All Have Been Disrupted. Now what? SXSW: Thoughts
Nearly everything has been disrupted by the rise of digital technology and the effects of global warming. We live in an age where disruption is not a cliché, but a constant reality.
Last week, I was in Austin, Texas for South By Southwest Interactive. This conference captures much digital zeitgeist. SXSW showed me that despite the many changes we are seeing in the world, there is still room for optimism. “Disrupted” systems such as traditional media companies are adapting to a new norm, reestablishing their value, and sometimes even getting ahead of the disruptors.
In recent years, newsrooms have been facing shrinking staffs and smaller ad spends. There has also been a rise in new media companies that attract readers with cat videos rather than current events. Experts have written many obituaries for traditional media. However, well-reported and high-quality journalism is still alive and well. This has been demonstrated by the rise of “disruptive new media companies.” In a panel discussion I attended, two examples were cited: Mashable recently appointed Heidi Moore, formerly of The Guardian as its new business editor. Buzzfeed has begun to publish original, in-depth coverage, such as coverage on events in Ukraine.
The resurgence in “long-form” articles, original stories that exceed several thousand words, is another sign traditional journalism is still alive. Susan Glasser, Politico Editor, referred to this era as the “Golden Age of long-form content.” Traditional media companies The New York Times, The Washington Post have begun to integrate digital elements into long-form stories in order to create interactive multimedia features. This is to respond to the diverse audiences who consume content on different platforms and devices and want to immerse themselves in their stories.
Glasser and the other panelists stressed that long-form stories are not as easy to digitally digitize in a world of 140-character tweets or 10-second Snapchats. However, they can be very useful. Glasser stated that you can “Snowfall” anything. He was referring to The New York Times Avalanche Story, which is widely believed to be the pioneer in the use of multimedia elements and high-quality reporting. However, it is possible to make a huge mistake if the reporting falls short.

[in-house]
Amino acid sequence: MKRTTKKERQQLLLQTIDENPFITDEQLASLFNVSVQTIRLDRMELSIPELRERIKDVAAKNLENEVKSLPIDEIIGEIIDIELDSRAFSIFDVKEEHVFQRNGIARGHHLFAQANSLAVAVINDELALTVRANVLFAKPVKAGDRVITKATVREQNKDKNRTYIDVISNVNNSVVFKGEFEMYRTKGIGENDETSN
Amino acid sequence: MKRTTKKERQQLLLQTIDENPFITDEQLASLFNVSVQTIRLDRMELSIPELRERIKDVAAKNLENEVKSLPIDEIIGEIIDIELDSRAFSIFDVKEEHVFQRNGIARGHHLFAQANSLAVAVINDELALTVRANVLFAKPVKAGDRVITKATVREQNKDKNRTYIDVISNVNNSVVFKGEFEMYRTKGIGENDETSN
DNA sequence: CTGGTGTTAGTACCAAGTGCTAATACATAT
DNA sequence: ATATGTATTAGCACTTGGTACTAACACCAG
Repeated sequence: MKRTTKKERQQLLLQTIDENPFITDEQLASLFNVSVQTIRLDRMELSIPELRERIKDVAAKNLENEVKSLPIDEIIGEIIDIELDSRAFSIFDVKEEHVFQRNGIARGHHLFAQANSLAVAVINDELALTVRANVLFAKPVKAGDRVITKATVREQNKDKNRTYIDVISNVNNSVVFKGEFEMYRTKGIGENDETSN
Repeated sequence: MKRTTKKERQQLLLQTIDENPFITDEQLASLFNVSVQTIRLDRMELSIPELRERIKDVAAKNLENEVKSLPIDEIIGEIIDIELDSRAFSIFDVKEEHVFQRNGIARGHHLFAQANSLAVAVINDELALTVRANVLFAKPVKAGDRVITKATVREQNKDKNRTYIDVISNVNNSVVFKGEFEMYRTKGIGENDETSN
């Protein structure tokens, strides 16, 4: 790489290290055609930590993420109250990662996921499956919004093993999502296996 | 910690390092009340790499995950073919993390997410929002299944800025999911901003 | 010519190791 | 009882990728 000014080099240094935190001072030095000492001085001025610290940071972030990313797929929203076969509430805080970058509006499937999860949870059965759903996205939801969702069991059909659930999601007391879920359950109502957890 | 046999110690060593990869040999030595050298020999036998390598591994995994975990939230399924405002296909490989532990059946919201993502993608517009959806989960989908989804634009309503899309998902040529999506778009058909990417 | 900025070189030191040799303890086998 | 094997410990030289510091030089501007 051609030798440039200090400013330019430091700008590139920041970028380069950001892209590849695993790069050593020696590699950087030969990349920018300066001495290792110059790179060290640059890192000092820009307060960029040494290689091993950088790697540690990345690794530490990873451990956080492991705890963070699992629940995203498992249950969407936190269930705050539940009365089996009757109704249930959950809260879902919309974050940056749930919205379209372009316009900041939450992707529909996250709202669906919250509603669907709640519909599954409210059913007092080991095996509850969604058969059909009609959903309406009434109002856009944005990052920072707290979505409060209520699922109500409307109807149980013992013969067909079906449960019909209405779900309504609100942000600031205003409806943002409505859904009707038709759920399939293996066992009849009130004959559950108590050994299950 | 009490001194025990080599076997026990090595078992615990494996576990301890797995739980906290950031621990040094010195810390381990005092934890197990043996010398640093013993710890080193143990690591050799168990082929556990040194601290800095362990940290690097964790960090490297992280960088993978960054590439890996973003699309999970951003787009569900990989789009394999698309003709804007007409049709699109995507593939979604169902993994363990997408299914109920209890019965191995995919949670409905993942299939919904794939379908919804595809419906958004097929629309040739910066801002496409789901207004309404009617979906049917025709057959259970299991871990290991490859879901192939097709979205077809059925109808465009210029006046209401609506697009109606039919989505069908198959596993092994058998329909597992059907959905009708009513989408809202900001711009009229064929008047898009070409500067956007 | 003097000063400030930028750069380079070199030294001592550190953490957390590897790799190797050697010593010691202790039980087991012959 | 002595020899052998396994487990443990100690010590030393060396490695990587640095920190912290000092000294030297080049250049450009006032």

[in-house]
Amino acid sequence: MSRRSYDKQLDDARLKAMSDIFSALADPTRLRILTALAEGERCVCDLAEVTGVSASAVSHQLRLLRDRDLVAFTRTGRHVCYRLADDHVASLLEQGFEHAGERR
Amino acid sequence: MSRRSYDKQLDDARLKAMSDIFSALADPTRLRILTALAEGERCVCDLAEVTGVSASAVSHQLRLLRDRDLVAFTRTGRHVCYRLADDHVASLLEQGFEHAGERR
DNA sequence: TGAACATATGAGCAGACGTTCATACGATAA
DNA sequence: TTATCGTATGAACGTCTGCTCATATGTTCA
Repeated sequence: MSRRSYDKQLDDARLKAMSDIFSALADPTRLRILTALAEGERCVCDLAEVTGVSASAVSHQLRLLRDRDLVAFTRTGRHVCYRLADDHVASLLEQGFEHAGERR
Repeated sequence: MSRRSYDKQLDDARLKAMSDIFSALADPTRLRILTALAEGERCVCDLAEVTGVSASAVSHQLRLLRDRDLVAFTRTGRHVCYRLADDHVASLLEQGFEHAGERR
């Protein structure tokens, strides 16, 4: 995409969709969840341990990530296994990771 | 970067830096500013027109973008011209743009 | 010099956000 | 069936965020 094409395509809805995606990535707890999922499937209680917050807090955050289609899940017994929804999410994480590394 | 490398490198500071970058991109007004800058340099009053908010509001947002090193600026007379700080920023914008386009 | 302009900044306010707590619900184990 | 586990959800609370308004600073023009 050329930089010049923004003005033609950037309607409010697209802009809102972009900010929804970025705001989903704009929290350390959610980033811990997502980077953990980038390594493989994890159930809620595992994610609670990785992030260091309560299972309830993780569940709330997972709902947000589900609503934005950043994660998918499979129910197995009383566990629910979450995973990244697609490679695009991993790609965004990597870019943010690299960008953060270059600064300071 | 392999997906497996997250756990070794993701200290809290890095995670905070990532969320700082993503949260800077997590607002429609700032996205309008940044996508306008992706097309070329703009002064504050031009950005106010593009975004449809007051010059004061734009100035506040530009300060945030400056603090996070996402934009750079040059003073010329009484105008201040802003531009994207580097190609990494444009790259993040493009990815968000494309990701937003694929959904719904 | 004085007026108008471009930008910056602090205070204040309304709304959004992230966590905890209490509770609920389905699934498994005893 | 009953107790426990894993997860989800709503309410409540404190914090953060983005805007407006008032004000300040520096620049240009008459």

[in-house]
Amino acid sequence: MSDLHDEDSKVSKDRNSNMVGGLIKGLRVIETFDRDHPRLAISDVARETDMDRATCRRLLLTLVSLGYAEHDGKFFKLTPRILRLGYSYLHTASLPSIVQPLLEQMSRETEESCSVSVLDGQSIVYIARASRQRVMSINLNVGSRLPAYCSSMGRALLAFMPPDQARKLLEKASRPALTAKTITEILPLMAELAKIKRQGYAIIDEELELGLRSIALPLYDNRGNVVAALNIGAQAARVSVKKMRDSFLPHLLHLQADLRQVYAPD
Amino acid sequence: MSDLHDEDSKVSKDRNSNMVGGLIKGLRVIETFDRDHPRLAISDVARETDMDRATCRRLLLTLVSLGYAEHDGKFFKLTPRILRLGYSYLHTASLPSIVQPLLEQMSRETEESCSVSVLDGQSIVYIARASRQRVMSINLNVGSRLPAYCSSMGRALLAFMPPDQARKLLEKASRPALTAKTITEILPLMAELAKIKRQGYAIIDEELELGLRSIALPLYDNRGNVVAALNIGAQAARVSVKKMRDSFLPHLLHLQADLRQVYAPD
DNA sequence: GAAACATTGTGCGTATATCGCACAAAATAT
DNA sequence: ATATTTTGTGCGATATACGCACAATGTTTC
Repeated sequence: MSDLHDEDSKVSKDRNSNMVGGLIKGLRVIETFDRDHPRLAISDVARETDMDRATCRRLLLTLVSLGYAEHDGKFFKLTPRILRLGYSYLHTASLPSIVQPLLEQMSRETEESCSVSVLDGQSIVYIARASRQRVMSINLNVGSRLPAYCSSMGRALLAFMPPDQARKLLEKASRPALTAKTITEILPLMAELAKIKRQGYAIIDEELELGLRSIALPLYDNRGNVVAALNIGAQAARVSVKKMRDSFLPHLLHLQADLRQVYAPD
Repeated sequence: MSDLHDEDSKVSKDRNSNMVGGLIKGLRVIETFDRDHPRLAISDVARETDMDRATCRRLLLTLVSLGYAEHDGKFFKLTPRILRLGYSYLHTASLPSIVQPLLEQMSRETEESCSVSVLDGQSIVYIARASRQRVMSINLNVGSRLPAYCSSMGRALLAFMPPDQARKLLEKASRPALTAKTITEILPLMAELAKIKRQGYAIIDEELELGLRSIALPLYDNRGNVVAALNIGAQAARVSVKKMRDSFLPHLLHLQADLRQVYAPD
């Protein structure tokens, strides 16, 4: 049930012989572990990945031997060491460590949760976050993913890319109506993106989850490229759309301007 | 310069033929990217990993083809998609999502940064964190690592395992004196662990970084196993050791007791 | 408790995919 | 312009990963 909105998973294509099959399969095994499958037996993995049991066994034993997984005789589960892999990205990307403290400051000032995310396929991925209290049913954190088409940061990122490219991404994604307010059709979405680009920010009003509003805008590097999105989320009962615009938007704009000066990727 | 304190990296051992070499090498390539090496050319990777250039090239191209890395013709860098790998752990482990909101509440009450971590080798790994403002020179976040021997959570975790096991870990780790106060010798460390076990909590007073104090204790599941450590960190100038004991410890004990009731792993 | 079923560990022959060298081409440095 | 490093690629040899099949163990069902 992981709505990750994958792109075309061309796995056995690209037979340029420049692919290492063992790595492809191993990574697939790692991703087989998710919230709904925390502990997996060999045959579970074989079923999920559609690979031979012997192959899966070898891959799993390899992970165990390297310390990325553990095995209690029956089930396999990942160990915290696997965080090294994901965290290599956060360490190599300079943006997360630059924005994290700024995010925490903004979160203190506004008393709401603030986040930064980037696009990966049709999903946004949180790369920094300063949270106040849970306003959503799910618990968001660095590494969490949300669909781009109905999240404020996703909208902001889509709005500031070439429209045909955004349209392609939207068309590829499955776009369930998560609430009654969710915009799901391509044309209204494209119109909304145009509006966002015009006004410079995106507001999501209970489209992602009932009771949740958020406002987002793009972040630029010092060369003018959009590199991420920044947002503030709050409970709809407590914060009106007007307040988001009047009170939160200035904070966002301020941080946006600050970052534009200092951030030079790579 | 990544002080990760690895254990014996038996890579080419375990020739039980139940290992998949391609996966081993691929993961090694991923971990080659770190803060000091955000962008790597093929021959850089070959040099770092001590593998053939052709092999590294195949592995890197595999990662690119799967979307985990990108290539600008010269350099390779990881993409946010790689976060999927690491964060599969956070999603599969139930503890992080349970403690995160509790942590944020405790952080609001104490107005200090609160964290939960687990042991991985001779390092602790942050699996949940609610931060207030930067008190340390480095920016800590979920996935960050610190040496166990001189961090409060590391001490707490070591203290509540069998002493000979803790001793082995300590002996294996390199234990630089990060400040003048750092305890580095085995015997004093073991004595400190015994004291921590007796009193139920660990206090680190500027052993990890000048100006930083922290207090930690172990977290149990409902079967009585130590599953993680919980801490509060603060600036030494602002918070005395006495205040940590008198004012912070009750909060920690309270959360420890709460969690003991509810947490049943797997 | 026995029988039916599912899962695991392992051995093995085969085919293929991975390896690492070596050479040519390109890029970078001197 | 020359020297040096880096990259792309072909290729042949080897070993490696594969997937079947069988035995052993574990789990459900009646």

We are seeing a shift both in the way climate change is covered in the media and in how people perceive it. Huffington Post’s Kate Sheppard spoke on the panel ” Digital Age Climate and Extreme weather Reporting” and Climate Central’s Alyson Kendall discussed how the distance between climate reporting and the lives of readers was a major problem in the early days of reporting on climate change. Most of the coverage focused on the Arctic ice melt, polar bears and Climate Central. Scientists and reporters are now more open to blaming climate change for extreme weather events, as they have been increasing worldwide. Reporters are now able to get to the bottom “what’s happening outside [readers]’ windows,” including the California drought and floods in the United Kingdom. This makes stories more personal, tangible, and more relatable.
There has been an increase in climate solutions. Al Gore, former Vice President of the United States, brought his usual senses of urgency and apocalypse to but he also highlighted the rapid growth of renewable energy. Gore cites Bangladesh as an example. A new solar panel is installed in Bangladesh every 30 seconds.
Gore’s optimism, which is far from his days of “An Inconvenient truth”, is refreshing. It’s also a very effective approach to a subject that can seem overwhelming. This shift in climate reporting and communications is actually changing the conversation. Gore expressed optimism about the COP21 climate talks in December, predicting that “there will be a yes’ in Paris.”
Companies that are concerned about sustainability can learn from these shifts and adaptations. Companies that view disruption as the first sign for progress, regardless of whether it comes from an environmental phenomenon, technology, or upstart company, will win. They can turn themselves into resilient companies by embracing the disruption methods. This will change the conversation about the sustainability challenges we all face.